Words are not enough
A series of articles by guest writers for World AIDS Day 2012
Part of AVERT's World AIDS Day 2012 campaign, ‘Reflections on the Epidemic’ are a series of articles by guest writers.
Our guest writers range from global leaders, writers, experts, activists, physicians and people personally affected by HIV and AIDS; and they represent various countries, experiences and backgrounds from all over the world.
We are grateful to all our guest writers for their effort and the diverse and insightful viewpoints that they contributed to the world’s response to HIV and AIDS.
You can also see all articles and writers in this series at the end of every article.
The release of the UNAIDS report “Results” for this World AIDS Day marks an important turning point in the fight against AIDS.[fn]UNAIDS (2012) 'World AIDS Day Report: Results'[/fn]
The report showed that the number of new HIV infections has steadily decreased from 3·2 million in 2001 to 2·5 million in 2011. Access to treatment has also radically improved. In 2001, only 200,000 people living with HIV received treatment; today, up to 8 million people are receiving treatment.
So far, so good. Really good. The real and exciting possibility now exists that we could witness the dawn of an AIDS-free generation. But while the progress that has been made is substantial, we should not, and we cannot afford to believe, that this is nearly enough.
For me, the world of AIDS has been defined in 2012 by “complacency”. Given that we know that funding the prevention and treatment of HIV is imperative to the health of future generations, why is there such sluggishness in the global response? With decreasing funding (as per the Funders Concerned About AIDS/European Funders Group report released earlier this month), and less of a laser-focus on the issue, we are seriously jeopardising all that we’ve worked so hard to achieve. Are 2.5 million new infections each year acceptable? Is it acceptable that 17 million people living with HIV still don’t know their status? Absolutely not.
At the MTV Staying Alive Foundation we believe that educating people on something entirely preventable is the key to stop HIV before it even starts. For the past three decades the world has fought to prevent the spread of HIV in at-risk populations and improve the lives of people living with HIV. From antiretroviral therapy to at-home HIV tests, scientific advances have improved the lives of millions of people living with HIV. Political and social achievements have also helped to break down some of the barriers to prevention and treatment. 80 percent of countries currently have general non-discrimination laws and over 60 percent of countries have laws prohibiting discrimination against people with HIV.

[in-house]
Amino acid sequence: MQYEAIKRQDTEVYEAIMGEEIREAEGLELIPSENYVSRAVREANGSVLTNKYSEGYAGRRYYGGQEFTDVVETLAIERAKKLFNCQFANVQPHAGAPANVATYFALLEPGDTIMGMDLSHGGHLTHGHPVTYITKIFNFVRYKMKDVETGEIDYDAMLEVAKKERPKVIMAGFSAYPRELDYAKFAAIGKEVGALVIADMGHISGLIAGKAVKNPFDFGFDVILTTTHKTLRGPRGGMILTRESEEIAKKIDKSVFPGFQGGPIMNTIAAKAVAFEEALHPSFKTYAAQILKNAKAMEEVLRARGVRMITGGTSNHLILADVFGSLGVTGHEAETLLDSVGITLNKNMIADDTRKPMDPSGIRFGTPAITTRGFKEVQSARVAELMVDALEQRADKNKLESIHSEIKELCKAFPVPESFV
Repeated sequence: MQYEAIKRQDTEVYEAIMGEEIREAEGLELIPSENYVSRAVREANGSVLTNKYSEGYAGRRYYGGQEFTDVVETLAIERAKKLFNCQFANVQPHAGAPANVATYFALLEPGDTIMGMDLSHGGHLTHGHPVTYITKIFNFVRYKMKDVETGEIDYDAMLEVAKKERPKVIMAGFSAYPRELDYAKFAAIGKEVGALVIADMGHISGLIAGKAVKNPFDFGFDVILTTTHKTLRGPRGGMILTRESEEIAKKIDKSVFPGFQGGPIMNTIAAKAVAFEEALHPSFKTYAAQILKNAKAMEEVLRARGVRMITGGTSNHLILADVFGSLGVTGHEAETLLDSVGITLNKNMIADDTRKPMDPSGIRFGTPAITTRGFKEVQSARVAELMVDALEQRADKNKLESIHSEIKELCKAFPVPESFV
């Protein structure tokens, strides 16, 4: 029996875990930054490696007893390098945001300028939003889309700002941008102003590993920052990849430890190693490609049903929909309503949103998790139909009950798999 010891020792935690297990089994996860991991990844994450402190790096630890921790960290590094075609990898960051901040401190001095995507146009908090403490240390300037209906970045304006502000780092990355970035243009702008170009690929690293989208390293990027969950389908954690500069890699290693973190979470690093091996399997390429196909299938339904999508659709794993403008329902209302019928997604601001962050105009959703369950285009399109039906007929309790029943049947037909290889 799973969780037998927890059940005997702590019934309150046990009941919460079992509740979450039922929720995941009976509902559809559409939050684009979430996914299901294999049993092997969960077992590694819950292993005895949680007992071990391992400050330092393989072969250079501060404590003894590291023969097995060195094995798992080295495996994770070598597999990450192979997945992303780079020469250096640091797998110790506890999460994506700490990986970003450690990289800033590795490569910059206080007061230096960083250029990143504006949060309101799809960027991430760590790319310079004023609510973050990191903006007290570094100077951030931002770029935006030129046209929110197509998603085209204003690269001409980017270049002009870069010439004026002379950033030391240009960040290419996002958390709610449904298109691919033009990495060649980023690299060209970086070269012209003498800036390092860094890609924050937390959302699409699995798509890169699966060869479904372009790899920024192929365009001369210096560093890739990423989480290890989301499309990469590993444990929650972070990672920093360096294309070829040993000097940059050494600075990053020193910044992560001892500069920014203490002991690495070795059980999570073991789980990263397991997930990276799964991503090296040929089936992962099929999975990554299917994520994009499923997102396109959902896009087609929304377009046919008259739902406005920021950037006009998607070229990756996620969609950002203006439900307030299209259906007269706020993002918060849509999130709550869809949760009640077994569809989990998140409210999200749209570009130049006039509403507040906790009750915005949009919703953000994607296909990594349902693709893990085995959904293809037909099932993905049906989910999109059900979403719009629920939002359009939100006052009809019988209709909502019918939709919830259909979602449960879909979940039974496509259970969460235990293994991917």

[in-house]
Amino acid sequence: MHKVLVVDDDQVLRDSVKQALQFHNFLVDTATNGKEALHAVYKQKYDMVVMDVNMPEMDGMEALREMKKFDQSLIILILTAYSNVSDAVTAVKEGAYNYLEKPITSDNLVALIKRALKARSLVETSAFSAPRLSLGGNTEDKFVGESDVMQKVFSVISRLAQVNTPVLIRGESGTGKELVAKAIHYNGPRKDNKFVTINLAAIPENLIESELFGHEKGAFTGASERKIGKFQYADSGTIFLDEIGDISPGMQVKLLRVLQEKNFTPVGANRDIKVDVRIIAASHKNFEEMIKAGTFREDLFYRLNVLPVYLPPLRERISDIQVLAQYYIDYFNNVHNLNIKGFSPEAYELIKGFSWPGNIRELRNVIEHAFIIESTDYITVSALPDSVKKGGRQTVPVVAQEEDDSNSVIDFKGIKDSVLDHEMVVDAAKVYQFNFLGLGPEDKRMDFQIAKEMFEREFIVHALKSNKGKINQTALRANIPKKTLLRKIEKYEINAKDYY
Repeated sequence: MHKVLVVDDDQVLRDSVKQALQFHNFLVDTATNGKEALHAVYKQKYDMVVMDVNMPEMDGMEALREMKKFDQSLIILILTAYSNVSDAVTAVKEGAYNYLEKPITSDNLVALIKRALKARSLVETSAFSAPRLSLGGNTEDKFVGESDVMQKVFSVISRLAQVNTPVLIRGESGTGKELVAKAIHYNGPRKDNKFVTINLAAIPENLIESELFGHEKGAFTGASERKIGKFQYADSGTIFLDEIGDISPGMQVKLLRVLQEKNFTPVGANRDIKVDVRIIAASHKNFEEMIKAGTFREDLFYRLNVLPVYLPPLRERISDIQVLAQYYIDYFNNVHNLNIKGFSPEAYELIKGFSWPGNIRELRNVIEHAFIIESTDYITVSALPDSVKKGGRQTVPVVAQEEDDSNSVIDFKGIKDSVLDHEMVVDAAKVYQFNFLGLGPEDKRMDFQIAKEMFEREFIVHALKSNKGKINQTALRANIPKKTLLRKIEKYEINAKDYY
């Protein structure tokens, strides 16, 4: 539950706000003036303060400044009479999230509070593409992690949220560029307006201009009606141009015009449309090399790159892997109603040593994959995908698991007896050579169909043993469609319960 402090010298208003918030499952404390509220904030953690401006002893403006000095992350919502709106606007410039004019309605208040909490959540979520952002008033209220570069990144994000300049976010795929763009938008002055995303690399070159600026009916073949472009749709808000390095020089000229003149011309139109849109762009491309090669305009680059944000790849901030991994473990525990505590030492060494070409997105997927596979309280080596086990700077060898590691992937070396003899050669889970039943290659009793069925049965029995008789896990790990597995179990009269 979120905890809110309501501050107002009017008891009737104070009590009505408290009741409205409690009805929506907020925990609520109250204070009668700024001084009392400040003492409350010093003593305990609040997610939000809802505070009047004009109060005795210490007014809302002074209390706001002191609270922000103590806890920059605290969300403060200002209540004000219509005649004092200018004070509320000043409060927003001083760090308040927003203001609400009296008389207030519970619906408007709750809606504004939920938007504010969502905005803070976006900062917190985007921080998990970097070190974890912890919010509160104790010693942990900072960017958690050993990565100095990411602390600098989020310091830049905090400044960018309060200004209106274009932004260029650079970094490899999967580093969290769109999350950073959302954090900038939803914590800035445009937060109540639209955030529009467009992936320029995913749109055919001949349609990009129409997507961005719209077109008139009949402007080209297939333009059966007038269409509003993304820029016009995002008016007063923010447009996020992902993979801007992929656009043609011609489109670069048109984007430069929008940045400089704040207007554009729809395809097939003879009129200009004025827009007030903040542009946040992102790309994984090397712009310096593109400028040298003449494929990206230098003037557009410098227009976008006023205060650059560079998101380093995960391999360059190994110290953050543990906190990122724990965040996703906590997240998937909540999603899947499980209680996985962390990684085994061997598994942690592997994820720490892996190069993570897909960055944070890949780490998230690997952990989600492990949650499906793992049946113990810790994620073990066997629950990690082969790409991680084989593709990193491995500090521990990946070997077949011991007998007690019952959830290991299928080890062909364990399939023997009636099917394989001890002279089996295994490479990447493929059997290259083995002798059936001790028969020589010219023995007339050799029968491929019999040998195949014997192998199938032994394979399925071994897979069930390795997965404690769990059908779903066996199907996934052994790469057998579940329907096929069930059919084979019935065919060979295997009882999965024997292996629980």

Our achievements to date have been substantial, and the world has shown that when it puts its forces together, results can be remarkable; but complacency at this stage is not just dangerous, it’s lethal. We stand at a major crossroads in our fight against HIV, and now—more than ever—we need to renew support to ensure that the genuine prospect of an AIDS-free generation can be attained. Mere words are not enough.
Georgia Arnold is the Executive Director of the MTV Staying Alive Foundation and Senior Vice President of Social Responsibility for Viacom International Media Networks.
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Images: 'We Can End AIDS March 2012', copyright: AVERT. 'Georgia Arnold', courtesy of author.
Meeting the challenge of stigma in Iran
Words are not enough: Where is the genuine support for an AIDS-free generation?
Going beyond the silver bullet approach
A new generation of awareness
Mothers at the forefront of change
A few simple actions against AIDS
The reality of beginning the end of AIDS
In the balance — HIV and the Law
Striving for an AIDS free generation of adolescents
A broken unity: An American reflection on the epidemic
Universal access for people who use drugs: Not just a pipe dream
In pursuit of a cure
The future of antiretroviral treatment
Ending paediatric AIDS
A future of possibilities
Riding the waves of HIV
The Paediatric HIV response in the context of AIDS optimism
HIV/AIDS Care begins at home
HIV/AIDS in Uganda: Myth to reality
Why beauty is a great weapon in the fight against HIV/AIDS
HIV Walk, unravels the epidemic
The importance of Parliamentary voices in the AIDS response
Women breaking the stereotype
Resources for a rights based approach to address the HIV/AIDS pandemic
AIDS - It’s not over
Backing the community response
Gogo-getters become elders
Getting to zero
The search for common humanity at the heart of the AIDS response
AIDS is still hot in India
Why involve women with HIV?
All opinions expressed in 'Reflections on the Epidemic' do not necessarily represent those of AVERT.